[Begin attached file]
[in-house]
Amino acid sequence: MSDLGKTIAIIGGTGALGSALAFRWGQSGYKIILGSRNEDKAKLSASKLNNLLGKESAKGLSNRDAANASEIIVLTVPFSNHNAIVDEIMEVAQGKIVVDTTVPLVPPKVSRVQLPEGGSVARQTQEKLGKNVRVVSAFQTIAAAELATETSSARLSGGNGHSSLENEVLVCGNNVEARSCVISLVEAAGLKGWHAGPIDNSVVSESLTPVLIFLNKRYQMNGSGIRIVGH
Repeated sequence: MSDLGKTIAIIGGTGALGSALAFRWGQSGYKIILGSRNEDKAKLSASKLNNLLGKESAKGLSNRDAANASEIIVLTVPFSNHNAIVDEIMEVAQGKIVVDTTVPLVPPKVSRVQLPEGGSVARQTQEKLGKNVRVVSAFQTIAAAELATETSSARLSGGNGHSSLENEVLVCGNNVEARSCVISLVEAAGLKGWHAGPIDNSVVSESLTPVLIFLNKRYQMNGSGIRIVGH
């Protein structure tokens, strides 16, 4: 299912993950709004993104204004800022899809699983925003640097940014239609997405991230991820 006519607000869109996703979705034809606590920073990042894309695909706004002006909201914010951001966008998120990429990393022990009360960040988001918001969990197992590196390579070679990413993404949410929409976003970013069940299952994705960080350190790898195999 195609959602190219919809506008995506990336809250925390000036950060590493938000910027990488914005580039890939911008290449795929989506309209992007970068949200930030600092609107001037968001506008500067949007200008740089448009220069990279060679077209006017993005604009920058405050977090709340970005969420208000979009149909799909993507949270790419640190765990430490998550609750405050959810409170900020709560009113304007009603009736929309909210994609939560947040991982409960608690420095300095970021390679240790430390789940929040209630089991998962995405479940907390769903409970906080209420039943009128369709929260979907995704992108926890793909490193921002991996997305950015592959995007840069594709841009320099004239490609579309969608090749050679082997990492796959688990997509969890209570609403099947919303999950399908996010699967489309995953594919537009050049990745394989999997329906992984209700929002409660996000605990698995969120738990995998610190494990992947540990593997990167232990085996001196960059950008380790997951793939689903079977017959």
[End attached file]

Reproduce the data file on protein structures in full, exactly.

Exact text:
[in-house]
Amino acid sequence: MSDLGKTIAIIGGTGALGSALAFRWGQSGYKIILGSRNEDKAKLSASKLNNLLGKESAKGLSNRDAANASEIIVLTVPFSNHNAIVDEIMEVAQGKIVVDTTVPLVPPKVSRVQLPEGGSVARQTQEKLGKNVRVVSAFQTIAAAELATETSSARLSGGNGHSSLENEVLVCGNNVEARSCVISLVEAAGLKGWHAGPIDNSVVSESLTPVLIFLNKRYQMNGSGIRIVGH
Repeated sequence: MSDLGKTIAIIGGTGALGSALAFRWGQSGYKIILGSRNEDKAKLSASKLNNLLGKESAKGLSNRDAANASEIIVLTVPFSNHNAIVDEIMEVAQGKIVVDTTVPLVPPKVSRVQLPEGGSVARQTQEKLGKNVRVVSAFQTIAAAELATETSSARLSGGNGHSSLENEVLVCGNNVEARSCVISLVEAAGLKGWHAGPIDNSVVSESLTPVLIFLNKRYQMNGSGIRIVGH
């Protein structure tokens, strides 16, 4: 299912993950709004993104204004800022899809699983925003640097940014239609997405991230991820 006519607000869109996703979705034809606590920073990042894309695909706004002006909201914010951001966008998120990429990393022990009360960040988001918001969990197992590196390579070679990413993404949410929409976003970013069940299952994705960080350190790898195999 195609959602190219919809506008995506990336809250925390000036950060590493938000910027990488914005580039890939911008290449795929989506309209992007970068949200930030600092609107001037968001506008500067949007200008740089448009220069990279060679077209006017993005604009920058405050977090709340970005969420208000979009149909799909993507949270790419640190765990430490998550609750405050959810409170900020709560009113304007009603009736929309909210994609939560947040991982409960608690420095300095970021390679240790430390789940929040209630089991998962995405479940907390769903409970906080209420039943009128369709929260979907995704992108926890793909490193921002991996997305950015592959995007840069594709841009320099004239490609579309969608090749050679082997990492796959688990997509969890209570609403099947919303999950399908996010699967489309995953594919537009050049990745394989999997329906992984209700929002409660996000605990698995969120738990995998610190494990992947540990593997990167232990085996001196960059950008380790997951793939689903079977017959």